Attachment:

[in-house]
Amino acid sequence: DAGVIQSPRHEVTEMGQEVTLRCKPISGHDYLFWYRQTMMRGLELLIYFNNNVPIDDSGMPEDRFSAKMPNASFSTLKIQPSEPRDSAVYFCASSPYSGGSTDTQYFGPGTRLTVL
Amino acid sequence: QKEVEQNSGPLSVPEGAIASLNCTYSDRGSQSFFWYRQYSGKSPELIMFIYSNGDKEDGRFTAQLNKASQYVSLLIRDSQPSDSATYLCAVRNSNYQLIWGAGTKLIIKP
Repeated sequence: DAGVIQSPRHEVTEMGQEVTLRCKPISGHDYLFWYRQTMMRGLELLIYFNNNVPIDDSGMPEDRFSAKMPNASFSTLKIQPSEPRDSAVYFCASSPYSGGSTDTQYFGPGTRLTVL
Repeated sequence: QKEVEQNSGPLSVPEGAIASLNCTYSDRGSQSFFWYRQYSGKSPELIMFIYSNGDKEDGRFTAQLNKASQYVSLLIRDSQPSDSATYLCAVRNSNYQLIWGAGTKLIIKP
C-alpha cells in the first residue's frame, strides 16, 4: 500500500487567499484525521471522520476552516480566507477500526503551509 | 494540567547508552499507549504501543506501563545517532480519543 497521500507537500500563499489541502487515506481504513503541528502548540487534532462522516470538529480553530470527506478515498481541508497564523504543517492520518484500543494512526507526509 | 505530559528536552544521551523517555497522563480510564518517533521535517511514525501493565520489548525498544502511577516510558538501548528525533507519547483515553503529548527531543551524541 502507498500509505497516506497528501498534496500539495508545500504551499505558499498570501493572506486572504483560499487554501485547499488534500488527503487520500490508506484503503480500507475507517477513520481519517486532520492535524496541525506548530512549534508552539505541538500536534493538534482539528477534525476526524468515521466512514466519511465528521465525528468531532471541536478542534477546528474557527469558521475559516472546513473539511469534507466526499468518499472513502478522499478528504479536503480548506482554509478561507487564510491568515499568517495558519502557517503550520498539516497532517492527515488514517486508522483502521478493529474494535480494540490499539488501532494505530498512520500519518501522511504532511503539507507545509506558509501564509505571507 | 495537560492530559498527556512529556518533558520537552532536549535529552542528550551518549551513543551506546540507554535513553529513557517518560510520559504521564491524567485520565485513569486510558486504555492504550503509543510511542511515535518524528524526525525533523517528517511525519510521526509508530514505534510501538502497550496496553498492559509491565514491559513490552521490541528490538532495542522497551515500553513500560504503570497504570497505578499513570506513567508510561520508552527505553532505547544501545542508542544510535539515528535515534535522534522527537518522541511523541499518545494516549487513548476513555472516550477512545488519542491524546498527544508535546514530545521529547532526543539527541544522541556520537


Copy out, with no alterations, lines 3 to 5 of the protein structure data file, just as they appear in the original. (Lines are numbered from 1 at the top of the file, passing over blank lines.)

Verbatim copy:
Amino acid sequence: QKEVEQNSGPLSVPEGAIASLNCTYSDRGSQSFFWYRQYSGKSPELIMFIYSNGDKEDGRFTAQLNKASQYVSLLIRDSQPSDSATYLCAVRNSNYQLIWGAGTKLIIKP
Repeated sequence: DAGVIQSPRHEVTEMGQEVTLRCKPISGHDYLFWYRQTMMRGLELLIYFNNNVPIDDSGMPEDRFSAKMPNASFSTLKIQPSEPRDSAVYFCASSPYSGGSTDTQYFGPGTRLTVL
Repeated sequence: QKEVEQNSGPLSVPEGAIASLNCTYSDRGSQSFFWYRQYSGKSPELIMFIYSNGDKEDGRFTAQLNKASQYVSLLIRDSQPSDSATYLCAVRNSNYQLIWGAGTKLIIKP